Back pain is very common. Most people can and do deal with it themselves. This article describes the symptoms and some remedies.
Very rarely back pain may be a symptom of more serious disease, here are some warning signs to look out for.
Consult your doctor if you have any of the above.
- Difficulty passing urine or controlling your bladder.
- Numbness around the anus or genitals.
- Numbness, pins and needles or weakness in both legs.
- Unsteadiness on your feet.
- Severe back pain getting worse over several weeks or if you feel unwell.
Acute Back Pain
Bed rest is only advised if the pain is unbearable and then only for 48 hours at the most. If the pain is that severe, you should consult your doctor. Keeping as mobile as possible speeds recovery by preventing stiffness and reducing spasm. Many doctors recommend a short period of bed rest (usually one or two days at the most) until the initial pain subsides (we no longer recommend lengthy bed rest).
You should also consider taking a simple painkiller, such as paracetamol, aspirin or ibuprofen regularly (Do not take aspirin or ibuprofen if you have stomach problems). The aim of treatment is to get back to normal activity as soon as possible; these medications will help with this.
X-rays are rarely indicated as they are potentially harmful and rarely alter the diagnosis or the way back pain is managed. Most back pain is not serious. A firm bed is usually desirable. Try the mattress on the floor, or use boards.
Use whatever position is comfortable to rest. Many people find lying on their back with pillow(s) under the knees is helpful. Alternatively, lie on your side, possibly cuddling a pillow, with a further pillow between your knees. An ice pack (or packet of frozen peas) can be applied 3 times per day, at 10 minutes per time, over the painful part of the back Do not place ice directly onto the skin. Put the ice in a plastic bag and wrap it in a cloth.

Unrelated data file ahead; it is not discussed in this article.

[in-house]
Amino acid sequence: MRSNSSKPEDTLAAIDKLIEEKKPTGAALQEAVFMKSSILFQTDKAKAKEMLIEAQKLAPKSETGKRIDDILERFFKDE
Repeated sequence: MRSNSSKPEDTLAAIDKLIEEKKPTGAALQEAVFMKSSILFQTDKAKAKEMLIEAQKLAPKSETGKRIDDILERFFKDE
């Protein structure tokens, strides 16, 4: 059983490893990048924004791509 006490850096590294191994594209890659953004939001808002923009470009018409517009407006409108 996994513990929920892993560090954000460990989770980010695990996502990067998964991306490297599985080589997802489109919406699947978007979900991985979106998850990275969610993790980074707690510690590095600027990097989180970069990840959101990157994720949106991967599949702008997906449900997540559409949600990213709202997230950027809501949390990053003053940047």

A towel strapped into the curve of the waist will stop the spine from sagging when lying down, and may be more comfortable for your bed rest. When getting out of bed, roll onto your side and then use your arms to push up to the vertical.
When No Longer Acute
- Brace the back and keep it straight if you cough or sneeze.
- Using the toilet rather than a bed pan is less stressful.
- Avoid constipation.
- Sit as little as possible. If it is necessary, use a high straight-backed chair with a small cushion in the lower part of the spine.
- Use the shower in preference to a bath.
- Standing up: Move to the front edge of the chair, feet under it. Stand up with the back straight.
Return gradually to your normal activities. Build up your level of activities over a few days or weeks the sooner you get back to normal and back to work the better.
In the non-acute stages, exercises can be beneficial in aiding recovery and maintaining mobility and strength.
Even when your back is painful walking, or using an exercise bike, or swimming can all be of benefit.
They should, however, be tailored to you. Below is an exercise that you could try.